How are animal-human bonds formed?

A recent, adorable video showed a young woman successfully befriending an octopus. She named him Egbert and would regularly stop by for a visit. The octopus recognised her and was more than happy to stay in touch with the woman, both literally and metaphorically.

The unusual friendship inevitably raised questions on how human-animal bonds form, how animals perceive them and how they are different from how we see them.

This is not the only example of humans befriending unusual or exotic animals. In 1969, John Rendall and Anthony Bourke bought a lion cub from Harrods and named him Christian. They were bringing him up until he was one year old. He then became too big for their London flat and they decided to send him to Kenya. Christian was successfully reintroduced into the wilderness where he became the leader of his own pride. A year later, John and Anthony came to visit. They were told that Christian had become absolutely wild and would not recognise them. However, he proved different and YouTube is now flooded with videos of the touching reunion.

The pattern of human-animal relationships seems to remain constant and involves the same factors: taking care of the animal, spending time together, training the animal and talking to it. While there was not much chance for talking in the case of the octopus, the rest most surely took place. The link could be biological too. A recent study at the University of Edinburgh revealed that a hormone vasopressin helps the brains of animals to differentiate between familiar and new scents. It appears like the hormone is the key to bond formation.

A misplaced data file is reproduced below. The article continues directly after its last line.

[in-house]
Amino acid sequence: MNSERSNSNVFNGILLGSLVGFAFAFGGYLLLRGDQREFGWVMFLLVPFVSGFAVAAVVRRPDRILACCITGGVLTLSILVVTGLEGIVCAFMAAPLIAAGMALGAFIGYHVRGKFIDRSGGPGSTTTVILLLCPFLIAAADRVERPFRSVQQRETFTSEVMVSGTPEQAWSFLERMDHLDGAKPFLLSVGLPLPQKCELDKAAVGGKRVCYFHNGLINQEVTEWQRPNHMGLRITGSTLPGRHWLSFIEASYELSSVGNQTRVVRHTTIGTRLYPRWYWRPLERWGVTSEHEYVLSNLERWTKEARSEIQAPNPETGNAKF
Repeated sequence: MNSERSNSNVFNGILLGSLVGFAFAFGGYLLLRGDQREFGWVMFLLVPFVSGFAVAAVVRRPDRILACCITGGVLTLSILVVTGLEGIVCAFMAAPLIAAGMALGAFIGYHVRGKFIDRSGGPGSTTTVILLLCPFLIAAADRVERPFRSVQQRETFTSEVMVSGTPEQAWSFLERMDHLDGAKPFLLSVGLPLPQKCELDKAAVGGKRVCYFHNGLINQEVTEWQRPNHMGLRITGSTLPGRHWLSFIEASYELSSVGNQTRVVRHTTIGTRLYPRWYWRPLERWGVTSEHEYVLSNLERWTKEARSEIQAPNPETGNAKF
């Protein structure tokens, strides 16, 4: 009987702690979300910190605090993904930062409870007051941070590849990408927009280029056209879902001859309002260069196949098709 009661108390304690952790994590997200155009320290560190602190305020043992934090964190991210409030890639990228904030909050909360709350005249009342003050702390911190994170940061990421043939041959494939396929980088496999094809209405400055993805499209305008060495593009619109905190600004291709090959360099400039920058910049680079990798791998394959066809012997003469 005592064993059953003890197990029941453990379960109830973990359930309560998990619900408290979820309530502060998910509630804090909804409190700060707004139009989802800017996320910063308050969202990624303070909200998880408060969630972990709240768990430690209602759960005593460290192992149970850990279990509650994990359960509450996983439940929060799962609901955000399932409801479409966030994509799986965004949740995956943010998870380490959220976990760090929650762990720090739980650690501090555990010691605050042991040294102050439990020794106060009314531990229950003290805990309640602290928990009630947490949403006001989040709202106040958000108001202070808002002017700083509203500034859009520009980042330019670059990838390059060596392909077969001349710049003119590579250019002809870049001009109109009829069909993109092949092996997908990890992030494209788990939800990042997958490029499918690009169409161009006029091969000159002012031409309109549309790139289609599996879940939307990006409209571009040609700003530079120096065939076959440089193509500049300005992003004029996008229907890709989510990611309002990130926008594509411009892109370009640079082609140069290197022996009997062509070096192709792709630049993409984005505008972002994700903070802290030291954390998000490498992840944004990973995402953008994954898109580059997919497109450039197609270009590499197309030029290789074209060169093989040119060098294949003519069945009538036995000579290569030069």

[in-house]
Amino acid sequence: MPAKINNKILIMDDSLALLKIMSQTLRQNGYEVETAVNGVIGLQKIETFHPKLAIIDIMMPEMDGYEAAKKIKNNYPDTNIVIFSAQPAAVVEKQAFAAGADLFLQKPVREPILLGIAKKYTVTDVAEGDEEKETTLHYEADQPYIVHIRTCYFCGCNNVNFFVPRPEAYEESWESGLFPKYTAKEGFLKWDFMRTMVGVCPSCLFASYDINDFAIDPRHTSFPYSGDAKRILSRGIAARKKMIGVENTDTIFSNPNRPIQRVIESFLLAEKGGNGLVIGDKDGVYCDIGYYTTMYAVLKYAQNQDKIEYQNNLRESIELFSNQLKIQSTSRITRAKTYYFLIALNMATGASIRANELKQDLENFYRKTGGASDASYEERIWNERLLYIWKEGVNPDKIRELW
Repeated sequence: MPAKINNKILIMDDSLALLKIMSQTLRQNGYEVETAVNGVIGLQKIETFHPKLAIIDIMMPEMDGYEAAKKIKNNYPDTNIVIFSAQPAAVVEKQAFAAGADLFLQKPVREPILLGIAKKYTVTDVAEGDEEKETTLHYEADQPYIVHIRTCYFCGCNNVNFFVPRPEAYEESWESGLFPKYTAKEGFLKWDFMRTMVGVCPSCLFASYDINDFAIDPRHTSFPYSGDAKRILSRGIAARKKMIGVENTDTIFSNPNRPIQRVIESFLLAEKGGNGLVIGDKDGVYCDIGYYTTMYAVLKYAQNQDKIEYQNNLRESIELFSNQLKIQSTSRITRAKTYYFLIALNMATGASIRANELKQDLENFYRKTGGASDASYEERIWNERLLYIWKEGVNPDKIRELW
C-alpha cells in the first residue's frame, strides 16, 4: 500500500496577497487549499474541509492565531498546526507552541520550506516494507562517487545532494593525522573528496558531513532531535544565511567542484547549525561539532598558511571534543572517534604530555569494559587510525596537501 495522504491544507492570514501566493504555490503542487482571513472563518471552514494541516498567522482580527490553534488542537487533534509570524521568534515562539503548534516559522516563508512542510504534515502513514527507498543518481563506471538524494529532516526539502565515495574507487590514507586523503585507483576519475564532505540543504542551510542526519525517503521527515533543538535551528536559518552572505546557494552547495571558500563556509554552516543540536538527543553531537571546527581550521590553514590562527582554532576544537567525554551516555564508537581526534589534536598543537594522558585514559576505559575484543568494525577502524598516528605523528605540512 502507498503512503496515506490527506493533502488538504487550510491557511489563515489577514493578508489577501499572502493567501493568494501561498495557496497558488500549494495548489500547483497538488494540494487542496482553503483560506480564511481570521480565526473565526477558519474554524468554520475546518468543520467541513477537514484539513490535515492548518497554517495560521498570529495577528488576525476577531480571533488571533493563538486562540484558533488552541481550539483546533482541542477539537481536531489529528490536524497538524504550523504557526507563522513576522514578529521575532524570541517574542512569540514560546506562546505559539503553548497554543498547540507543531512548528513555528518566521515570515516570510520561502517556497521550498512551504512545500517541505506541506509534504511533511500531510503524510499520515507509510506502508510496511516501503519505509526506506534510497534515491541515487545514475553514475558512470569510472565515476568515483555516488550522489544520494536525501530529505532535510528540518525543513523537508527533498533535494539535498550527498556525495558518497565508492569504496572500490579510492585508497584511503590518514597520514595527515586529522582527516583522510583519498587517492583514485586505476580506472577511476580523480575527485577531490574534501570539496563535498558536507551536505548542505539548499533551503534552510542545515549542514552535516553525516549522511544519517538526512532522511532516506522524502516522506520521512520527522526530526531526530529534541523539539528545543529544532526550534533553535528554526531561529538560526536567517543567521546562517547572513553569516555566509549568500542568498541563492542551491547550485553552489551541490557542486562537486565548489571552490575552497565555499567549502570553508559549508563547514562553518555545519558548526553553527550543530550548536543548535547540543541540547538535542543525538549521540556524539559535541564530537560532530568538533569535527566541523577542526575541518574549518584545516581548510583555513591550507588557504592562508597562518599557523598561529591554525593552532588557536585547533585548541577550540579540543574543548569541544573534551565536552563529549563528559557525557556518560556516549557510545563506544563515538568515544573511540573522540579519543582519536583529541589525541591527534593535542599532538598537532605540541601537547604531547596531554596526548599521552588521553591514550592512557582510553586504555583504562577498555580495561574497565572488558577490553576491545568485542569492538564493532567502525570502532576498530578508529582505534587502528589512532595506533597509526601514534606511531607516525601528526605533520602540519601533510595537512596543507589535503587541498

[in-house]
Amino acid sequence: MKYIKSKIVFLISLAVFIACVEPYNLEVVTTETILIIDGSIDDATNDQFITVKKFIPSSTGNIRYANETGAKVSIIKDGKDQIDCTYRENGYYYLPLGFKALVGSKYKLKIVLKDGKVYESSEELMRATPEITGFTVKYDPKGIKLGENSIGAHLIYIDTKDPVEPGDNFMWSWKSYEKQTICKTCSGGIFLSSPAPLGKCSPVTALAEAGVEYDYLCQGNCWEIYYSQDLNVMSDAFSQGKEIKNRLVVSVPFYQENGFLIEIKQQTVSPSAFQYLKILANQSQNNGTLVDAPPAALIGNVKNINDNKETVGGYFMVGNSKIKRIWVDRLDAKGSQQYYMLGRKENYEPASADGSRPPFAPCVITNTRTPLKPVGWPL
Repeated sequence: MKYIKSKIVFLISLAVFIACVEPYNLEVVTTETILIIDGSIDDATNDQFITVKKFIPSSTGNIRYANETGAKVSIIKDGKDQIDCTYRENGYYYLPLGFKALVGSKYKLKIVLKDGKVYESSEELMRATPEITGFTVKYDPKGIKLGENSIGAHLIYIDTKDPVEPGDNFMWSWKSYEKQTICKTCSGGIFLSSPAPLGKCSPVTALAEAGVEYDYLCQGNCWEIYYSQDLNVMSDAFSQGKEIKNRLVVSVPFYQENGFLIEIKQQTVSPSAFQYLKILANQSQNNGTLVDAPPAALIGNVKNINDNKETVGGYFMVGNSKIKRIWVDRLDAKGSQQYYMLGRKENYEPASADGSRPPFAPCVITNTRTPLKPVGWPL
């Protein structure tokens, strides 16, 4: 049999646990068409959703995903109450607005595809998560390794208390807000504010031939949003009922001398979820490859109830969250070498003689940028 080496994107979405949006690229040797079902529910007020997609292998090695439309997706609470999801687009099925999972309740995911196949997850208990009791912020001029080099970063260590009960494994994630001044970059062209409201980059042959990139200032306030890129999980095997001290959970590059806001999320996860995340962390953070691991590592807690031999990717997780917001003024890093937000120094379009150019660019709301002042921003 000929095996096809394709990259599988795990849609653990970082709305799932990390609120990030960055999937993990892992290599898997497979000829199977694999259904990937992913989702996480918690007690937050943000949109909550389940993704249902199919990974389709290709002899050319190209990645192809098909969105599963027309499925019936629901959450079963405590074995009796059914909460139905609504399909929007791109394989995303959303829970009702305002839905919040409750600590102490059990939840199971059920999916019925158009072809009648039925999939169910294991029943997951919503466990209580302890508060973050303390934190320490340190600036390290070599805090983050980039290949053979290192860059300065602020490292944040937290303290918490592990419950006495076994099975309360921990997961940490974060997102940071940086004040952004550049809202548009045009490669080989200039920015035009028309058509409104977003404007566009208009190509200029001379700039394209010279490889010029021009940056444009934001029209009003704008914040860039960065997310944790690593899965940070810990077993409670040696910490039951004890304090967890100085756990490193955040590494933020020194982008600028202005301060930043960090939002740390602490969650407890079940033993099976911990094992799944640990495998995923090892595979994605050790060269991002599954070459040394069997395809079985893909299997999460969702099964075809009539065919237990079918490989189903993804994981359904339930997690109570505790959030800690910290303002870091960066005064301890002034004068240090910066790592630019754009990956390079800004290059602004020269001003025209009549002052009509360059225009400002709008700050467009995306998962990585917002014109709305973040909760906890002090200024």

While there are no questions on why we humans enjoy our friendships with animals so much, it still remains unclear how they perceive the connection. Usually, a wild animal has to be orphaned at a young age to form a bond with a different species. In these cases, they perceive the caretaking humans as their parents and primary agents of socialisation. This can make it harder to reintroduce the animal into the wilderness, although Christian the lion proved different.  

Egbert’s new friend kept diving to the spot where she first found the octopus regularly, she gave him fish as treats and after some time she tried teaching him how to open a jar.

The same process happens when we adopt a new puppy or a cat. The first step in forming the bond for them is learning who the food dispenser is. This seems to be the first thing that keeps pets securely fastened to their new human. Time spent on playing with the caretaker further enhances the bond and makes it less materialistic. Interactions which require accomplishing tasks – training – further secure the bond.

However, history has seen bonds between humans and adult animals as well, not only cubs. We discovered that animals bond thanks to scents. Nevertheless, this does not explain why they would choose to further interact with the familiar. We may have learned a lot about them, but there is much more yet to discover.

Image: sasint via Pixabay

Related News

Say something

The Student Newspaper 2016